Fun Fact: I ruined my eyes by reading in the dark when I was six. I have worn glasses ever since.
I’ve always been an avid reader. Looking back at my younger self, I have to chuckle because no book is worth needing vision insurance for life. But here we are and Warby Parker exists for a reason. Since starting grad school, I have not had as much time to read anything other than textbooks. However, I have come back to reading ironically through the same avenue I started – at night. Reading leisurely in the evenings before bed has improved the quality my sleep and helped me decompress from a taxing day of law school. And before anyone slanders me for not learning from my mistakes, I just read with the light on now. Part of why I started this blog was to make bioethics more down-to-earth and accessible. Most people do not have access to boujee, posh, academic libraries and databases. What we DO have is Amazon and Barnes and Noble. So here are some easily accessible bioethics/healthcare books that I have either read or am reading. Hope you enjoy!
The Immortal Life of Henrietta Lacks by Rebecca Skloot. This is probably the most well known book on this list because HBO recently made it into a movie, staring Oprah Winfrey. The story starts in Baltimore, Maryland where Henrietta Lacks, a black woman treated in Johns Hopkins’ colored hospital wing, was diagnosed with cervical cancer. While receiving treatment, her cancerous cells were taken without her consent and used in medical research. What the physicians and researchers involved did not realize was that these cells would not die like the cells typically used for scientific research. They continued to multiply and were used to develop cures for many diseases – all without the knowledge or financial compensation of her family. The Immortal Life of Henrietta Lacks tells the true story of the Lacks family coping with multiple bioethics grievances and their consequences. It also takes care to show the effects of poverty, access, and racism on medicine. If you want to see the real-life reasons for why bioethics matters combined with a powerful and honest story, this is the book for you.
Medical Apartheid by Harriet A. Washington. This book was the main source for my blog post – Slaves Can’t Give Informed Consent (check it out here). Medical Apartheid is an anthology of the African-American people and their relationship with healthcare. Starting with slavery, it explains Black skepticism of western medicine and the crude and cruel methods used to give slaves medical “treatment”. Then it moves at a rapid fire pace to modern day – highlighting everything from little known human experimentation on blacks to population control through eugenics. This is a heavy read. Matter of fact, I was so distraught after the first chapter that I had to put down the book for a while to gather myself. Harriet Washington tells the very raw and very ugly truth. The clarity this book gives regarding attitudes about healthcare in minority communities alone is enough to leave a person shaken. If you have the stomach for Game of Thrones, you can probably get through this book. If not, you may want to take it in increments.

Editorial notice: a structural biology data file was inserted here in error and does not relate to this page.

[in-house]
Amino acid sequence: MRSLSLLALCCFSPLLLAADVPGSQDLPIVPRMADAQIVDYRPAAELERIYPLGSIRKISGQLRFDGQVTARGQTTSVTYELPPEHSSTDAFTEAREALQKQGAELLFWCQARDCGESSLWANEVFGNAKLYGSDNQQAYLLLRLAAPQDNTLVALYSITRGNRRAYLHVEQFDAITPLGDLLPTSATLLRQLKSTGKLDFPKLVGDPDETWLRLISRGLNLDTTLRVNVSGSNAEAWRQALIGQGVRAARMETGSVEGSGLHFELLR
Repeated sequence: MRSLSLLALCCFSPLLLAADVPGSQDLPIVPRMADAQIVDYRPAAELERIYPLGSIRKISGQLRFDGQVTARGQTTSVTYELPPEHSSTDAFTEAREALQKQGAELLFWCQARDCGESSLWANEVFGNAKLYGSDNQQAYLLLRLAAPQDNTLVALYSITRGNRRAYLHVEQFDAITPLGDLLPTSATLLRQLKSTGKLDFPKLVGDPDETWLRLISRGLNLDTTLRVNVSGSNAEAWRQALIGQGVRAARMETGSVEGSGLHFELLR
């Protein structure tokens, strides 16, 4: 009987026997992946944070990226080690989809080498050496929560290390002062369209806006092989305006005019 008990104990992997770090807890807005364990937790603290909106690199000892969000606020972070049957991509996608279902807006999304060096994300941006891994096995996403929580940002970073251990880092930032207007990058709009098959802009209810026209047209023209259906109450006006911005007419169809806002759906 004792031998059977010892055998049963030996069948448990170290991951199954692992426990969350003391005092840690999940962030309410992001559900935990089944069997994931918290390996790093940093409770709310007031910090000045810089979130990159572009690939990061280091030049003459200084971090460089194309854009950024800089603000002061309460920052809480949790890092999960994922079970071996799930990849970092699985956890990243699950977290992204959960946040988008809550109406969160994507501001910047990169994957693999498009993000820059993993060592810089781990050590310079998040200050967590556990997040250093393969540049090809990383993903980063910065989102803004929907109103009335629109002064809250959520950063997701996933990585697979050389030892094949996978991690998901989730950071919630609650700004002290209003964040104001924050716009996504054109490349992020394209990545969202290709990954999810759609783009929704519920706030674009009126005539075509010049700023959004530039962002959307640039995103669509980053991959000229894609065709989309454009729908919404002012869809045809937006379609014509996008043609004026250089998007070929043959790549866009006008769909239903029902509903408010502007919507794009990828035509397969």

What Patients Say, What Doctors Hear by Danielle Ofri. Now THIS is one of my favorite books at the moment. I was first introduced to Danielle Ofri’s work at a bioethics event at Harvard Medical School. She was promoting What Patients Say, What Doctors Hear – her seventh book on bettering communication between physicians and patients, general physician health, and cultural competency. After about five minutes of listening to Dr. Ofri share the inspiration behind this particular book, I knew I had to make this purchase. This book pretty much embodies Dr. Ofri’s general vibe – sweet, genuine, and candid. It poses well-thought out questions about how patients and doctors interact and the importance of listening. The personal accounts given in this book are also relatable and insightful. As someone who studied some clinical ethics mediation, this book even made me ask myself how much do I listen and if I could do more. I would really recommend this book to medical students and young doctors. It is a well written primer on what patients are really looking for and where medicine extends beyond science. Serious yet funny, this is an easy, inspiring read.
HONORABLE MENTION: The Poverty of Privacy Rights by Khiara Bridges. I have not read this book yet because I have been waiting for this book to drop for months. BUT it recently released and I have read an excerpt to tide me over until I can pick up a copy from my library (yes I still borrow books from libraries). Khiara Bridges is a Professor of Law and Anthropology at Boston University. My nickname for her is The Goddess, because she literally does it all – down to being a professional ballerina on the weekend. The Poverty of Privacy Rights, her second book, examines how poverty can eclipse pregnant women’s right to privacy. With a specific focus on women in need of government assistance, it also poses to the reader questions regarding why poverty and government assistance are treated as cardinal sins. The book is still warm from the presses because it was just released a few weeks ago. If you are looking to support an accomplished, black academic – this is the book to get.
Seeing that Barnes and Noble has food and wine now, there’s no real excuse for you to not traipse over to your local store and check these books out. So if you are looking to study bioethics, are already in the field, or just want some interesting reads, pick one up. Links for all of the books mentioned, print and audio, are listed below. Let me know what you are reading in the comments – I’m always looking for a new book!
The Neighborhood Bioethicist
The Poverty of Privacy Rights – Amazon